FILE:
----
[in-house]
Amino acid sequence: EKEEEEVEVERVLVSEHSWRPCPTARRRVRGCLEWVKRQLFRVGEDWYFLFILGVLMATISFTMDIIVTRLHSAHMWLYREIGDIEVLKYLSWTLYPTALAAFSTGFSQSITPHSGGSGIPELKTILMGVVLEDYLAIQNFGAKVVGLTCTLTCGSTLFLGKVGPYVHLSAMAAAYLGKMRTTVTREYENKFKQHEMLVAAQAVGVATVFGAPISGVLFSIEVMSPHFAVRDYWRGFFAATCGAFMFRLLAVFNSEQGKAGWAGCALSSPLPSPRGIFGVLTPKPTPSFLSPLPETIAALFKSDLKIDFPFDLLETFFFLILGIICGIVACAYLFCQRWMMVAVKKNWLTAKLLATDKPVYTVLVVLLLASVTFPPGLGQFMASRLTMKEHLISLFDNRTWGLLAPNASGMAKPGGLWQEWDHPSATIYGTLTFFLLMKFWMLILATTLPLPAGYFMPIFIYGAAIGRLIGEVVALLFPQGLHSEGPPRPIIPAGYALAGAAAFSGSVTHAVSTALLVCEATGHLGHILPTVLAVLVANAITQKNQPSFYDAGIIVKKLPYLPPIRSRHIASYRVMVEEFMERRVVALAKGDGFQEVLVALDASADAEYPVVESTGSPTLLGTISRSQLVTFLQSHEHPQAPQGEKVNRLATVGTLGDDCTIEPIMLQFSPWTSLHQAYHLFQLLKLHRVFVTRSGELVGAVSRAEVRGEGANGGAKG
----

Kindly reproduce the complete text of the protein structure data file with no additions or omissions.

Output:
[in-house]
Amino acid sequence: EKEEEEVEVERVLVSEHSWRPCPTARRRVRGCLEWVKRQLFRVGEDWYFLFILGVLMATISFTMDIIVTRLHSAHMWLYREIGDIEVLKYLSWTLYPTALAAFSTGFSQSITPHSGGSGIPELKTILMGVVLEDYLAIQNFGAKVVGLTCTLTCGSTLFLGKVGPYVHLSAMAAAYLGKMRTTVTREYENKFKQHEMLVAAQAVGVATVFGAPISGVLFSIEVMSPHFAVRDYWRGFFAATCGAFMFRLLAVFNSEQGKAGWAGCALSSPLPSPRGIFGVLTPKPTPSFLSPLPETIAALFKSDLKIDFPFDLLETFFFLILGIICGIVACAYLFCQRWMMVAVKKNWLTAKLLATDKPVYTVLVVLLLASVTFPPGLGQFMASRLTMKEHLISLFDNRTWGLLAPNASGMAKPGGLWQEWDHPSATIYGTLTFFLLMKFWMLILATTLPLPAGYFMPIFIYGAAIGRLIGEVVALLFPQGLHSEGPPRPIIPAGYALAGAAAFSGSVTHAVSTALLVCEATGHLGHILPTVLAVLVANAITQKNQPSFYDAGIIVKKLPYLPPIRSRHIASYRVMVEEFMERRVVALAKGDGFQEVLVALDASADAEYPVVESTGSPTLLGTISRSQLVTFLQSHEHPQAPQGEKVNRLATVGTLGDDCTIEPIMLQFSPWTSLHQAYHLFQLLKLHRVFVTRSGELVGAVSRAEVRGEGANGGAKG